At the end of an ideal cataract surgery, you'll see clearly. To make that happen, you'll have the opportunity to choose the type of lens that sits inside your eye. But even with the right lens and the right surgeon, you could struggle with crisp vision after surgery if the surface of your eye is uneven.
Superficial keratectomy is the surgical removal of the eye's surface tissues. It's a quick procedure that's typically complete in a few minutes. (Learn more)
People who need this surgery before their cataracts are touched have eye health issues like nodular degeneration or band keratopathy. (Learn more)
But you might also want the surgery if you hope to use a multifocal lens in your cataract surgery or if you want tight control over how well you can see when the work is done. (Learn more)
What Is the Surgery Like?
Cataract surgery is the replacement of the lens inside your eye. Superficial keratectomy is the removal of layers of tissue on the outside of your eye. Since the inside and the outside of your eye work together to give you clear vision, your doctor might choose to perform both procedures either at the same time or close together.
The American Academy of Ophthalmology says superficial keratectomy is over in 15 to 30 minutes. Your doctor will:
- Sedate you. Drops to numb your eyes or general anesthetic to calm your whole body start the process.
- Loosen. Alcohol or another agent helps to separate surface tissues from those that lie beneath.
- Remove. A blade, brush, or laser polishes the cornea's surface.
- Bandage. A contact lens covers the eye as it heals.
Many nerve endings touch the eye's surface, and that means this procedure can be painful. Eye drops and oral medications can soothe the pain, but you must not touch or rub the eye as it heals.
Who Might Need This Surgery?
For some people, superficial keratectomy is an elective procedure, but for others, it's a critical part of preparing the eye for cataract surgery. These people have corneal health problems that will interfere with clear vision, even with the right lens.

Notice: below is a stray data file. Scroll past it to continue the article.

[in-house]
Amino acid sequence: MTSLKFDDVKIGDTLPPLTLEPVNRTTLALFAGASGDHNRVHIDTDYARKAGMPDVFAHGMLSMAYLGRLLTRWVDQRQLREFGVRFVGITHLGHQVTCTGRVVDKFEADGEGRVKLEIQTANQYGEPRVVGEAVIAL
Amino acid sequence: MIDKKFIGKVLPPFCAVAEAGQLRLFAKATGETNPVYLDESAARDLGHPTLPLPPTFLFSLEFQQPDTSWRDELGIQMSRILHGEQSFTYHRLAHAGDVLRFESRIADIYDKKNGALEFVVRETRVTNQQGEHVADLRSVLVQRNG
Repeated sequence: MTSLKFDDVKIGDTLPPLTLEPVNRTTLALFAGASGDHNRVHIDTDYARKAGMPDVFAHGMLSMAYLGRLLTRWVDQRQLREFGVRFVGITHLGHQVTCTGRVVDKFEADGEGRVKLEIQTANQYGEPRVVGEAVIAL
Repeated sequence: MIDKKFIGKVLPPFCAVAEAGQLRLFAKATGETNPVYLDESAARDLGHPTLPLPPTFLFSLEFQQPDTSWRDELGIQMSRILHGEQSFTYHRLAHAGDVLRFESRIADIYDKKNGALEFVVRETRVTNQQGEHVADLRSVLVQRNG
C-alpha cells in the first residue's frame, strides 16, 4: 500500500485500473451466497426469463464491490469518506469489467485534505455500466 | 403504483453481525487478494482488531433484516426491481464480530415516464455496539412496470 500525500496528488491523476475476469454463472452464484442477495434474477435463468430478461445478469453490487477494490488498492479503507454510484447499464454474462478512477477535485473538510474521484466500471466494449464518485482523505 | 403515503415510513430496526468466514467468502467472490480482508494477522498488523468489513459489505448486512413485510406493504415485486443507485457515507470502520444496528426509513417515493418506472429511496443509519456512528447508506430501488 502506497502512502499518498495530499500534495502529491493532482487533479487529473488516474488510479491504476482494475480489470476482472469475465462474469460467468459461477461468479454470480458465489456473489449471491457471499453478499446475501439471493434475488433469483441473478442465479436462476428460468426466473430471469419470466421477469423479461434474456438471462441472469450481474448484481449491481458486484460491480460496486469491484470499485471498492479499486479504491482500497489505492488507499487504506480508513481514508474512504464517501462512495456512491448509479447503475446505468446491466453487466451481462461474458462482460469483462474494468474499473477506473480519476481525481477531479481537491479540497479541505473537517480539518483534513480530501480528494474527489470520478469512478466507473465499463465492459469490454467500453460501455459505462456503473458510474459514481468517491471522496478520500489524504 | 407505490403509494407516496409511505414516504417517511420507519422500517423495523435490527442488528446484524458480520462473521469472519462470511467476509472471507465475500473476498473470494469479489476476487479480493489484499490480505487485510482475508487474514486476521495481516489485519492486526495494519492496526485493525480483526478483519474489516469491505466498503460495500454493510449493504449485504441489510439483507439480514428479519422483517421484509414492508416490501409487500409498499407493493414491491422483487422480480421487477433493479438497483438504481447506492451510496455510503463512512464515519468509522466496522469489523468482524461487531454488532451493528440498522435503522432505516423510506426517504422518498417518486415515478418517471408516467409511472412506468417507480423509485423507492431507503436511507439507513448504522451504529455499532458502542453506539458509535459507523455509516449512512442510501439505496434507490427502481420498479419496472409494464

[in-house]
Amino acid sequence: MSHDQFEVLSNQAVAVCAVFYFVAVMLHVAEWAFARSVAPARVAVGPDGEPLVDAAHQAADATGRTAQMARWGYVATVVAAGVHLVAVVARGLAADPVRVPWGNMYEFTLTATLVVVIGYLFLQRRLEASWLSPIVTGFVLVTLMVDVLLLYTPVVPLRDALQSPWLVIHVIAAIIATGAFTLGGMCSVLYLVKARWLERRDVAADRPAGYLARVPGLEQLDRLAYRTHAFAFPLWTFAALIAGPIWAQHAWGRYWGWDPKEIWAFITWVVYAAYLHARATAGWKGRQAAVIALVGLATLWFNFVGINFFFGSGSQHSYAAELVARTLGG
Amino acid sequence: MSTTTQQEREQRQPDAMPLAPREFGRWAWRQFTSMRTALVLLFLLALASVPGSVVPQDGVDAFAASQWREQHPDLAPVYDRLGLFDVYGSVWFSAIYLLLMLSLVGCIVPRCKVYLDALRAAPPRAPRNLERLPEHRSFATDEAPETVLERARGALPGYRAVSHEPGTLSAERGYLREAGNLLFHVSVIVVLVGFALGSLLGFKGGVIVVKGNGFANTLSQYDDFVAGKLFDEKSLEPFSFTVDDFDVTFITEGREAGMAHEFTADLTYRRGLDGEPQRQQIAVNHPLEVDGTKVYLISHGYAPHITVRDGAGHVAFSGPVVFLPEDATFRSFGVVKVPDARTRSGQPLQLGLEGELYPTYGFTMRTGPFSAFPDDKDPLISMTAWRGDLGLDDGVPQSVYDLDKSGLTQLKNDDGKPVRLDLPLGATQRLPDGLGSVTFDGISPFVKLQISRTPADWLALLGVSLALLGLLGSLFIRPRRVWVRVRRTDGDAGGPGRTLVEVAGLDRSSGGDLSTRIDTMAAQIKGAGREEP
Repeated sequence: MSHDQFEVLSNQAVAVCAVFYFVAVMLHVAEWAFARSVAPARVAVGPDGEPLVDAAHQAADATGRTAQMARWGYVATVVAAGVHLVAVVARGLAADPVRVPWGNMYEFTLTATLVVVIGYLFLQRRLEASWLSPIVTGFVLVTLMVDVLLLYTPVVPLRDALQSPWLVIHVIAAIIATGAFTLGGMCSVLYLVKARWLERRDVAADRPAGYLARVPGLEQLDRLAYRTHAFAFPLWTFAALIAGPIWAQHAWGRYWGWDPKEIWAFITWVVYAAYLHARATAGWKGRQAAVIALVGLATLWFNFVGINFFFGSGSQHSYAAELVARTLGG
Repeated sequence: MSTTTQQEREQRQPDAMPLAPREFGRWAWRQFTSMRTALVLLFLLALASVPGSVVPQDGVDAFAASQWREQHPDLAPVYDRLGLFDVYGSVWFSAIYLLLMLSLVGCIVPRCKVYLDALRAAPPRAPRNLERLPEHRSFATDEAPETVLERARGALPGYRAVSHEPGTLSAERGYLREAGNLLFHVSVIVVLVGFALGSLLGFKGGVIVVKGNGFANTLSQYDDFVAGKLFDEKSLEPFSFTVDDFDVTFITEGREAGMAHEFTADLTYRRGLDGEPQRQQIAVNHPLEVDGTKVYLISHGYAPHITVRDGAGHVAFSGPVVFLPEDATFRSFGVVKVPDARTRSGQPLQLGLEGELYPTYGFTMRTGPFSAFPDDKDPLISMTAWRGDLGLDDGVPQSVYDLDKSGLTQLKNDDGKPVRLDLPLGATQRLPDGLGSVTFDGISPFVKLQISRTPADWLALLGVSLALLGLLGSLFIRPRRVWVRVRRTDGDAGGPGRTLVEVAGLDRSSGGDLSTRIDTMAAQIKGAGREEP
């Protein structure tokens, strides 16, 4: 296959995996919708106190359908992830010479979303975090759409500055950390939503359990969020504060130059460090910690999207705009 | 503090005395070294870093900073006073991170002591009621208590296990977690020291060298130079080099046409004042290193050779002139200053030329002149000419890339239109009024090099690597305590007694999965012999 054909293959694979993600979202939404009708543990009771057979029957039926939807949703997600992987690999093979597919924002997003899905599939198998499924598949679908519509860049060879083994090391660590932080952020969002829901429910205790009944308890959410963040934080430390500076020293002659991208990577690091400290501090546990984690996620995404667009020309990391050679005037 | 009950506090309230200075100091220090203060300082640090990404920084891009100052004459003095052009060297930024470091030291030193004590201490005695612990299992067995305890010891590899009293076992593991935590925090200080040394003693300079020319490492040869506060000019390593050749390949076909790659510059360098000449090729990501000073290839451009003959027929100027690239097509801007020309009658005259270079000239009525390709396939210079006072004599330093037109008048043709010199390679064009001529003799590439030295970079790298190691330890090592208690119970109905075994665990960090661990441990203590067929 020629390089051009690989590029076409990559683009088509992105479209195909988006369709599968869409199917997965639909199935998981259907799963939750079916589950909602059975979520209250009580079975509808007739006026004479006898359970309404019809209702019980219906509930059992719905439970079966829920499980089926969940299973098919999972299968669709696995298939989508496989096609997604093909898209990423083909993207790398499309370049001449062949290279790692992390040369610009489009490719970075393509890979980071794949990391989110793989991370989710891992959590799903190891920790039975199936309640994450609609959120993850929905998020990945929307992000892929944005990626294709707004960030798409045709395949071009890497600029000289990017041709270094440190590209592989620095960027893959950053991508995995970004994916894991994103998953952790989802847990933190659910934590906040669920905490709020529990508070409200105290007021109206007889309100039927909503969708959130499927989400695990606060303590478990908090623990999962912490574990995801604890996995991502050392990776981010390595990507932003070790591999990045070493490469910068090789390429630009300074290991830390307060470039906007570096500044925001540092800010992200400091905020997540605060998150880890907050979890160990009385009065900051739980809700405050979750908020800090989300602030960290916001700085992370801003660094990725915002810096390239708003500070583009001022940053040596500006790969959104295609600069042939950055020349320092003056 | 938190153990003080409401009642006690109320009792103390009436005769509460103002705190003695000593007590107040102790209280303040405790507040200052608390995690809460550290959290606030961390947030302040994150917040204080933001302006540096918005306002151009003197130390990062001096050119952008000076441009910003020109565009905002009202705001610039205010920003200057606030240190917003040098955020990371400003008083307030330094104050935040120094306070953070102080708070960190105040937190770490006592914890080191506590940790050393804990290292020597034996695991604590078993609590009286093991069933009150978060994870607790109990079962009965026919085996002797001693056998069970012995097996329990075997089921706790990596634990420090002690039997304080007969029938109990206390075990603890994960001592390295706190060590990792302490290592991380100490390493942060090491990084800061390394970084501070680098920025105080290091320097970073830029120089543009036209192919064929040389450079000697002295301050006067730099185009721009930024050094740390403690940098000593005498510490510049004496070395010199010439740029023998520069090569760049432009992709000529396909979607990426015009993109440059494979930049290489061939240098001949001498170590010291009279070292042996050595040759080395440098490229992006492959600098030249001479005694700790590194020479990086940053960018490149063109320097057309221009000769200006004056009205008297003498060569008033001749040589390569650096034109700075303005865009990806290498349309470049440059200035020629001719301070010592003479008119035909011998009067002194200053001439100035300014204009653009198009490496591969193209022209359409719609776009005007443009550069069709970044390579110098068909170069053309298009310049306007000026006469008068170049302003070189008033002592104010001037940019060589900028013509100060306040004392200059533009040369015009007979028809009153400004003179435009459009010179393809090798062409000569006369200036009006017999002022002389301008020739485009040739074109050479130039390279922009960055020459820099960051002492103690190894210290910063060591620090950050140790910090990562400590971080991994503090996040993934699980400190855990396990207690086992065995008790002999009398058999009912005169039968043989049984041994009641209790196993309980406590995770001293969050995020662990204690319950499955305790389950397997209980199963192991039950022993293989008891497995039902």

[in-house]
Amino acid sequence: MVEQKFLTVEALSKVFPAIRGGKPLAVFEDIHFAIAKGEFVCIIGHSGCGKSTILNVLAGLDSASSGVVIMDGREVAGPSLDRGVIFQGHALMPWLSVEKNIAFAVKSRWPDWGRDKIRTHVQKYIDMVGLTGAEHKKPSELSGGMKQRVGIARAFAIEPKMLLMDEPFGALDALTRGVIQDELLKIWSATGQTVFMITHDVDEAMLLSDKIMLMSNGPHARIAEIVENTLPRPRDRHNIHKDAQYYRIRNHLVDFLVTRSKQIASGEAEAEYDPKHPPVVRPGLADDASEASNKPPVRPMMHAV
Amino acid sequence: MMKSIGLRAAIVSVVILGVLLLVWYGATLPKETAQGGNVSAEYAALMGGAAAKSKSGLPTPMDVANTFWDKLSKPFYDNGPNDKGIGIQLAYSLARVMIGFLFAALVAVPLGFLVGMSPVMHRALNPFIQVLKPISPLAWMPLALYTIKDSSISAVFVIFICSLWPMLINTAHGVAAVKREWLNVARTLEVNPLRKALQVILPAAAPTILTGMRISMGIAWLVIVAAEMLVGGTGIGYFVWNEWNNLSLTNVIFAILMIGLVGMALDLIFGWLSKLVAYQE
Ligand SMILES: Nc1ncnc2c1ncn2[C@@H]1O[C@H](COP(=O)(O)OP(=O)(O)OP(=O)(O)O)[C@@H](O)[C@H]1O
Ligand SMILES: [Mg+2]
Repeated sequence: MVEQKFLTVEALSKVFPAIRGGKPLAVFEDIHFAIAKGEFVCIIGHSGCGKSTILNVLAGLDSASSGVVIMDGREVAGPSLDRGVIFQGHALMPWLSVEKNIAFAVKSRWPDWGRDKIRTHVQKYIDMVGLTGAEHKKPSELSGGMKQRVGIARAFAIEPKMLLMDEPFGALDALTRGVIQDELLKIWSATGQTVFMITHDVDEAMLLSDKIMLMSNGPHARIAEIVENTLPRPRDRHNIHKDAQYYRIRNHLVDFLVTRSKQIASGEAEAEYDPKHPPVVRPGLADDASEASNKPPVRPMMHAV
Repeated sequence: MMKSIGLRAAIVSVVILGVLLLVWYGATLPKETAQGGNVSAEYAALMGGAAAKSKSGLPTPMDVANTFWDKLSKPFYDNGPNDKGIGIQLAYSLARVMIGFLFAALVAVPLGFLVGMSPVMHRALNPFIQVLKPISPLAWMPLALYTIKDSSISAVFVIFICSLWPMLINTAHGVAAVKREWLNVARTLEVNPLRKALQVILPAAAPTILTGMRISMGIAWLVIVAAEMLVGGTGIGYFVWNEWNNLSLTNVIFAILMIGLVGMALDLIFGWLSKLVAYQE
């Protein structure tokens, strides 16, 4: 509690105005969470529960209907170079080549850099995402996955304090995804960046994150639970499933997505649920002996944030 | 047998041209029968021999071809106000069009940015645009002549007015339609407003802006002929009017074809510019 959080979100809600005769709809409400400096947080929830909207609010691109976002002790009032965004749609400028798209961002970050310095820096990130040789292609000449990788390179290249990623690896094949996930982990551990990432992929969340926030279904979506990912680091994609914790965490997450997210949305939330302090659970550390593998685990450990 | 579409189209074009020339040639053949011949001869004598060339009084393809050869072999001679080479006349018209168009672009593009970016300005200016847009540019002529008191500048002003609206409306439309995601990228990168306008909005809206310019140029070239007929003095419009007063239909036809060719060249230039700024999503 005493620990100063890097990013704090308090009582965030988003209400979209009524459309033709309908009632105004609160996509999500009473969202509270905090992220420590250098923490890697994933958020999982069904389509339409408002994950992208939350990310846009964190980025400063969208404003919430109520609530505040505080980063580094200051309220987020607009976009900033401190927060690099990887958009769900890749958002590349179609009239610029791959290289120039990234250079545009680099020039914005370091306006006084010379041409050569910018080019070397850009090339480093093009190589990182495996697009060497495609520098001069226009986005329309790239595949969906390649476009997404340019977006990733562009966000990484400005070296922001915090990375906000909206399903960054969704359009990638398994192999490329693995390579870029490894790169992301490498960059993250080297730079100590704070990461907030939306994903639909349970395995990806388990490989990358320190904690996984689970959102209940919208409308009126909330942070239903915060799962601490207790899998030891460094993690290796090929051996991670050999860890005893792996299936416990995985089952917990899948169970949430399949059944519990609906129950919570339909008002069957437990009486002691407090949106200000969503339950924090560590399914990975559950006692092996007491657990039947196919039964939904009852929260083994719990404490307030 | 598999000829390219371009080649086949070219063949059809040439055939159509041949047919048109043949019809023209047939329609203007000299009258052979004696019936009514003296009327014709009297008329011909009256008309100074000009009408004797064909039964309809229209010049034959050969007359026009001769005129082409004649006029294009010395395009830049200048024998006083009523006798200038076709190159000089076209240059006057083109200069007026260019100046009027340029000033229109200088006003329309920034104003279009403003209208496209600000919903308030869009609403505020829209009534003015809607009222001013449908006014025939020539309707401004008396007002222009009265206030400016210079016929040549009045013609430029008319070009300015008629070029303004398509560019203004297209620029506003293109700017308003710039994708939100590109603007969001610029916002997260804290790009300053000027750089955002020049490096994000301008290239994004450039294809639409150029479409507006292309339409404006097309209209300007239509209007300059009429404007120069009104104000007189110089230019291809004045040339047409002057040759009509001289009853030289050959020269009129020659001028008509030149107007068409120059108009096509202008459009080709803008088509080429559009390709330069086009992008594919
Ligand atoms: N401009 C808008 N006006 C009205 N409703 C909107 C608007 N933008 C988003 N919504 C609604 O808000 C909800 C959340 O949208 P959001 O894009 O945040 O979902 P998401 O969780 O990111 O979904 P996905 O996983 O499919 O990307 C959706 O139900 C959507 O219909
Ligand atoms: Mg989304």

Researchers writing for Review of Ophthalmology say these conditions typically call for superficial keratectomy before cataract surgery:
- Anterior basement membrane dystrophy: People with this condition have tiny dots or specks in the cornea, and that leads to blurred or double vision. The speckles keep the cornea from sticking together, and as layers break apart, vision gets worse.
- Band keratopathy: As the name implies, this condition involves a band of salts across the surface of the cornea. If this is a dense layer, it can cause significant vision loss.
- Salzmann's nodular degeneration: People with this condition have blue/white nodes that pop up above the surface of the cornea. That leads to inadequate tear production and difficulties with contact lenses.
Even if your doctor puts the perfect lens inside your eye during cataract surgery, your cornea's problems will keep you from seeing clearly. By removing the abnormalities and smoothing the surface of the eye, your doctor ensures that you have the best chance at a successful cataract surgery.
In addition, these conditions can cause corneal tugging and thinning, and that increases your risk of problems during cataract surgery. Your doctor should correct the eye health problems before the operation starts so you won't have complications after surgery.
It's important to note that some types of eye health problems come back. In a study in the Canadian Journal of Ophthalmology, corneal health problems treated with superficial keratectomy came back in 24 percent of cases.
Studies like this indicate why follow-up care is so important when you have an eye health problem. Your doctor can help you learn how to maintain or control your eye health after surgery.
Who Might Want This Surgery?
Some people need superficial keratectomy due to eye health problems, but others might want to consider the procedure to ensure that their cataract surgery goes as smoothly as possible.
For example, some people hope to use a multifocal lens to replace their clouded one. These new lenses have several different spots of focus of varying strengths, and in time, the brain learns to use that varying magnification power. With these lenses, people have a smaller chance of needing glasses or contacts.
These are powerful tools, but they're also very precise. To make sure you have the right strength and power of lens, your doctor must make very delicate measurements of your eyes. Superficial keratectomy can remove minor abnormalities, so your doctor can make the most accurate lens choice for you.
Researchers writing for Ocular Surgery News also point out that superficial keratectomy can improve vision and reduce the need for correction. People with significant vision problems might appreciate a touch of correction before cataract surgery, so they don't need a significantly strong lens implanted.
People who dislike risks and want control can benefit from superficial keratectomy, as the results of cataract surgery are just more predictable when the two procedures are combined. But doctors can help to make the right decision. You don't have to decide alone whether this is the right step for you to take. Your doctor can steer you in the right direction.
How Is Corneal Scraping Surgery Performed? (August 2016). American Academy of Ophthalmology.
Smooth Operator. (October 2013). Review of Ophthalmology.
Cataract Surgery in Eyes With Compromised Corneas. (January 2016). EyeWorld.
Optimize Cataract Surgery Outcomes by Addressing Corneal Pathology. (September 2015). Ocular Surgery News.
Superficial Keratectomy: Indications and Outcomes. (December 2018). Canadian Journal of Ophthalmology.